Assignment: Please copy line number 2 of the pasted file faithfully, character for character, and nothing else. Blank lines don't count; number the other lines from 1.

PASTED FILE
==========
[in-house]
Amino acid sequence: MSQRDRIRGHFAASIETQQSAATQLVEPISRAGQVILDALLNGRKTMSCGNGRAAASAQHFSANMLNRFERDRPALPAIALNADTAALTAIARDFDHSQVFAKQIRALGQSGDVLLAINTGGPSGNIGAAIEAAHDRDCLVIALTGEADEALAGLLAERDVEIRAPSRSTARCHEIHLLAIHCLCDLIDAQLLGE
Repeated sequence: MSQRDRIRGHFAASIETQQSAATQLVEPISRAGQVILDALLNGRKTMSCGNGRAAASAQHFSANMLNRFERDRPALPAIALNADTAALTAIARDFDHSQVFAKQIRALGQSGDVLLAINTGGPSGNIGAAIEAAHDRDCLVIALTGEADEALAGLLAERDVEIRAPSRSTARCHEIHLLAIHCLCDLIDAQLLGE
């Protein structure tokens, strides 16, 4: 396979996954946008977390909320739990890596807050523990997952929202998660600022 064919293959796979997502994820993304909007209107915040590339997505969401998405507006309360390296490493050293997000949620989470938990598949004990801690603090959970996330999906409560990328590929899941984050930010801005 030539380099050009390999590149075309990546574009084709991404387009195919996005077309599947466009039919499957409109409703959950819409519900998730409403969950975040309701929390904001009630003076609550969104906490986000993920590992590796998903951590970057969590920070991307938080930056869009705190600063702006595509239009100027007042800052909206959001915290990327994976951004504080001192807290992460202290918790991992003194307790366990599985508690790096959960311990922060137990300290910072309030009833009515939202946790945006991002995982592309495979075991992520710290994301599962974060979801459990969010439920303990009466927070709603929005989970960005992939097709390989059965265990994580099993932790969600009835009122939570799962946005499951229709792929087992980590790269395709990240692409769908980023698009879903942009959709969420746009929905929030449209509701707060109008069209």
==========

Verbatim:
Amino acid sequence: MSQRDRIRGHFAASIETQQSAATQLVEPISRAGQVILDALLNGRKTMSCGNGRAAASAQHFSANMLNRFERDRPALPAIALNADTAALTAIARDFDHSQVFAKQIRALGQSGDVLLAINTGGPSGNIGAAIEAAHDRDCLVIALTGEADEALAGLLAERDVEIRAPSRSTARCHEIHLLAIHCLCDLIDAQLLGE